Sextortion in Canada is on the rise. The RCMP have been investigating 24 incidents of sextortion since May, 2018.
Sextortion is a form of exploitation that involves the threat of releasing shared intimate videos, images, or explicit messages online.
Experts have found a spike in reported online sextortion cases involving teenage boys. According to the Canadian Centre for Child Protection (a national charity dedicated to the personal safety and protection of children), 65 boys reported incidents to Cybertip.ca in 2015-2016, an 89% increase from the previous two-year period. Reports made by girls in 2015-2016 increased by 66% from the previous two-year period.
Boys, usually between the ages of 13 to 15, are targeted through a social media website by strangers who show a romantic interest. The perpetrator then sends a pre-recorded video of a young girl and solicits the teen boy to reciprocate by sending sexually explicit images or videos of themselves. When the perpetrator has the explicit material, the boy is led to believe that the images or video will not be shared with the public as long as cash is delivered.
RECENT ARREST FOR SEXTORTION
In Manitoba, a 22-year-old woman met a 25-year-old man on Tinder (no names have been disclosed due to privacy concerns). The two began chatting online, and then went on a couple of dates over a two week period of time. The man received “sensitive images” of the woman that were consensual.
The woman reported to police that there were occasions when the man would rip off her clothes and take pictures of her, without her consent.
The woman later found videos that the man took without her consent of occasions where he was “taking advantage of her in his truck”.
The woman refused to see the man again, at which point he began to threaten her. The man claimed that if she did not come over, he would send the videos and photographs to her work.
In a text message, the man wrote “It’s called f-ing leverage. It’s called blackmail. … If you are not here by 9:30 by yourself then all the videos go out. There is no if’s and or butts.”
The woman reported the blackmail to the police, and the RCMP proceeded to obtain a search warrant and attended at the man’s home on March 20, 2018. At that time, they proceeded to seize all electronics (laptop, Xbox one, and two iPhones), along with 15 other items.
The man has been charged with extortion, voyeurism, and indecent phone calls. He has also been charged with “sextortion”, a newly added crime in the Criminal Code (section 162.1), referencing someone who distributes an intimate image of someone without that person’s consent.
The man is awaiting his court date, but a protection order has been grant requiring the man to stay at least 100 metres away from the woman until 2020.
RCMP are warning the public of various types of sextortion scenarios that they have been investigating.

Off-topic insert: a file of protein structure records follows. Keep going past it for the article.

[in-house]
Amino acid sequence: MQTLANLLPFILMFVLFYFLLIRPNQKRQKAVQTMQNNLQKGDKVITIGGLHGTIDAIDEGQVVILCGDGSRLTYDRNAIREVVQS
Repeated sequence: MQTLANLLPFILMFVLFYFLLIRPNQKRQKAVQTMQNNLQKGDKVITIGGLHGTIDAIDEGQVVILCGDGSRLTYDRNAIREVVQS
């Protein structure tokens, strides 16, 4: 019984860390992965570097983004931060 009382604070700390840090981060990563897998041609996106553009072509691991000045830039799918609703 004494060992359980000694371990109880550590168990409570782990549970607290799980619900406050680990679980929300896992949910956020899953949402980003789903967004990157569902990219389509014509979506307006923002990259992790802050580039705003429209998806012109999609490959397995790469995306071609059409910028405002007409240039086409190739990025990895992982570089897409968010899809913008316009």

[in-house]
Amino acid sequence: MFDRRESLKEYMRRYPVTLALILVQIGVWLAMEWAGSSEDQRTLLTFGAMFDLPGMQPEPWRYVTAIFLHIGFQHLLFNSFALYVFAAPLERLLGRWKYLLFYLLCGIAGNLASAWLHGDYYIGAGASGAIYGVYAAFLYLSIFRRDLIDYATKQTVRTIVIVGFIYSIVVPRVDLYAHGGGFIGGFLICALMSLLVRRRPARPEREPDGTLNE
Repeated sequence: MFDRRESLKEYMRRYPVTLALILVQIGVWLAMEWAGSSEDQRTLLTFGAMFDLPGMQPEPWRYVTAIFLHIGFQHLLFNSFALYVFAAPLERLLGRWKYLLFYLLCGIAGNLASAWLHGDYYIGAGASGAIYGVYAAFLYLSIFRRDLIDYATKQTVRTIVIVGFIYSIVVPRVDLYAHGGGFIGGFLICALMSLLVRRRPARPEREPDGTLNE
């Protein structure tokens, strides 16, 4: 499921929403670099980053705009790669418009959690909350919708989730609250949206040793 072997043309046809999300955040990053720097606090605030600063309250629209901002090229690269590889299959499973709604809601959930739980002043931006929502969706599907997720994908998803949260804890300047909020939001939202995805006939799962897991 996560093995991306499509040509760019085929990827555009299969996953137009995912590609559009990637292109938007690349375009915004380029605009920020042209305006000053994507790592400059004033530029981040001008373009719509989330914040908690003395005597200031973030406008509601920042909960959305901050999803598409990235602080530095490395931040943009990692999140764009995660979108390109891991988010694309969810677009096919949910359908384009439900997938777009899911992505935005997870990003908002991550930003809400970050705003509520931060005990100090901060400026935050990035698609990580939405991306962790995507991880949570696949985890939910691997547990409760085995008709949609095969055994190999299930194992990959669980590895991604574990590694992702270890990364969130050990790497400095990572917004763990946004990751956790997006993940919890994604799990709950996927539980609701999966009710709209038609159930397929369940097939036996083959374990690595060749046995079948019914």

One scenario occurs where a victim receives unsolicited friend requests on social media or a pornographic website and an online relationship develops. The relationship builds and the victim is encouraged and coerced to use his/her computer’s camera to perform a sexual act on camera. The victim later learns that this event was recorded and is threatened to make a payment or the video will be released.
Another scheme occurs when a victim receives an email advising that someone has infiltrated their computer and knows that they have been visiting a pornographic website. The hacker provides the victim’s password in the email and reveals that they have a sexually explicit recording of the victim. Then a demand for payment is made, usually in the form of Bitcoins.
In all of these scenarios, the victims are threatened with the release of intimate videos or images if a payment, in the form of a money transfer or Bitcoin, is not received.
TIPS TO PREVENT SEXTORTION
The following are some recommendations to protect yourself from becoming a victim of sextortion:
- Do not accept friend requests from unknown individuals on social media;
- Do not talk to people online who you do not know;
- Do not perform an illicit act over the internet;
- Disable your webcam or any other camera connected to the internet when you are not using it;
- Do not open attachments from individuals you do not know;
- Do not share explicit videos and/or photographs with anyone;
- Parents should review and approve all applications downloaded to their children’s electronic devices and regularly monitor the content of all applications and social media websites used by their children;
- Parents should discuss internet safety with their children and reinforce the need to tell an adult if anyone threatens them or asks for sexual acts or sexually explicit images;
- If you have been targeted, stop communicating with the individual, save all correspondence and immediately report the incident to the police.
We will continue to follow any developments that take place in the latest sextortion case in Manitoba as it makes it way through the courts and will report on them in this blog.
In the meantime, if you are facing sextortion charges or charges related to any other sexual offence, please contact the experienced criminal lawyers at Barrison Law online or at 905-404-1947. For your convenience, we offer 24-hour phone services. We are available when you need us most.